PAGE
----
Wednesday, September 17, 2008
Darryl Johnson - Service in the Philippines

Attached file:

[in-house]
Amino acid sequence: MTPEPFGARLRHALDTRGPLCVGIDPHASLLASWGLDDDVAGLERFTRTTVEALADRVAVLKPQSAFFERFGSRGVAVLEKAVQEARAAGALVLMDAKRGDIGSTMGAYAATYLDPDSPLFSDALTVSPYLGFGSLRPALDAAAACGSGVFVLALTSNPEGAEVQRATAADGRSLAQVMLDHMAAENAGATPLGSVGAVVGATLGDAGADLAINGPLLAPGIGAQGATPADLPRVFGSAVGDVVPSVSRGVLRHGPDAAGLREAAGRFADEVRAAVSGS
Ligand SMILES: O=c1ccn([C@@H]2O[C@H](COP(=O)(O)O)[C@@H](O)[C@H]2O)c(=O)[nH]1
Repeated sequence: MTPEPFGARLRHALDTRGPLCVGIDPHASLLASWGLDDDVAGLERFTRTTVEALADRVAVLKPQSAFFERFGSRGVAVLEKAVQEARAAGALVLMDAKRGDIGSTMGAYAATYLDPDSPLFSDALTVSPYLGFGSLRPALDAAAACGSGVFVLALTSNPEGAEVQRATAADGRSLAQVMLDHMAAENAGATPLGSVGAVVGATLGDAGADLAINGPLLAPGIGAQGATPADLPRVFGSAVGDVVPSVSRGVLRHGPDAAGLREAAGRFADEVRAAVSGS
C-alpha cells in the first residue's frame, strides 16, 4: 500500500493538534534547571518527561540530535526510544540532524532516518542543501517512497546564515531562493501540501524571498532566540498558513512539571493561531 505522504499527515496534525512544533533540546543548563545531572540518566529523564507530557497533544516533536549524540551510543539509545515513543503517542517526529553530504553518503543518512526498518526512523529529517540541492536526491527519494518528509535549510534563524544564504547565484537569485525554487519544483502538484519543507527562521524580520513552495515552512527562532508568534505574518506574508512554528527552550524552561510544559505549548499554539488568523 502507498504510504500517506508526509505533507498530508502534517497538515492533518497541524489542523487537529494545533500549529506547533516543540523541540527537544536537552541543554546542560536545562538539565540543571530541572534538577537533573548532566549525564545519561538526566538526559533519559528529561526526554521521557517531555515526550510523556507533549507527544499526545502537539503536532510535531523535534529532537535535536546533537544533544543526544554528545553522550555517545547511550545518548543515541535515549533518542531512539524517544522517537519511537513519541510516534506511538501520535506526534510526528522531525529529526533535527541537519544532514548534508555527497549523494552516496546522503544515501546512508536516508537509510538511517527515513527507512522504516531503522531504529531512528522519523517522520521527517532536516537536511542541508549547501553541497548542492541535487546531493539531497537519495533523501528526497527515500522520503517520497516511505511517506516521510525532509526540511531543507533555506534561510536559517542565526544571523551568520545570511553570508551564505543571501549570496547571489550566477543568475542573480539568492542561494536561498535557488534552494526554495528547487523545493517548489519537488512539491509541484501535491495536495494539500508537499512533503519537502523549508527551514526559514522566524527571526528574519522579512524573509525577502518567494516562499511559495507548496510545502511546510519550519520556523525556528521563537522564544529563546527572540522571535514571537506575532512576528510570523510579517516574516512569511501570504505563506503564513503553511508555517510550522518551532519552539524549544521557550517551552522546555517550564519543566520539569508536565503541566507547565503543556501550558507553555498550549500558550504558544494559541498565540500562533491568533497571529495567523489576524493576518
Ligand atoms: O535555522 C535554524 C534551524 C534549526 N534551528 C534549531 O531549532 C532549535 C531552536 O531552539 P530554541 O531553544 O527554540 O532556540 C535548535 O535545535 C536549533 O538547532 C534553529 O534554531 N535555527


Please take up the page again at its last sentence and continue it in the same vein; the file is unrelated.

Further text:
Zamboanga is a pleasant tropical city of about 300,000 located on the far southwest corner of the island of Mindanao, the largest of the Philippine islands (Luzon has a much larger population, and is about the same size). It is close to the farthest reaches of the Philippines, Indonesia and Malaysia, and the small islands west of Zamboanga (Basilan, Jolo and others) have been terrorist havens for decades. The US supports Philippine efforts to build schools and medical clinics and bridges and docks and other infrastructure to encourage loyalty -- or at least passive acceptance -- toward the Manila government, which is a long ways away, literally and figuratively. These efforts have been somewhat effective, in part because the terrorists (the Abu Sayaf Group, the Moro National Liberation Front, Jamma Islamiya) are really brutal, but mainly because people want to be on the winning side. As for scenes from the colonial era in the Philippines that resemble The Ugly American (which was actually set in Thailand, by the way), the impression is accurate up to a point. But it is also true that Filipinos love Americans. One question I got numerous times was, "Why can't we become the 51st state?" The week I arrived, I presided over a movie premier about a daring rescue operation in the latter days of WWII, where Filipino guides helped untrained Americans liberate, with zero casualties, a Japanese POW camp holding 600 Americans and a few Aussies. It's a true story which virtually all Filipinos know. But I had never heard of it. There are examples of shared American and Filipino history all over the place, and MacArthur lives, from Corregidor to Leyte Gulf to the Manila Hotel! Unfortunately for those who have to live with today's realities rather than yesterday's dreams, the population (90 m) is far in excess of the economic or political capacity to support or govern, and the Philippines has gone from being the richest country in East Asia after WWII to being one of the poorest. President Arroyo enjoys very little respect, especially conpared to her movie star predecessor, Erap Estrada, who made little effort to govern, and to his predecessor, Gen. Fidel Ramos, who remains very popular. The society is very hierarchical, with a few hundred people at the top (mostly educated in the US) and millions at the bottom. In sum, it's a fine place to visit, but a somewht uncomfortable place to live.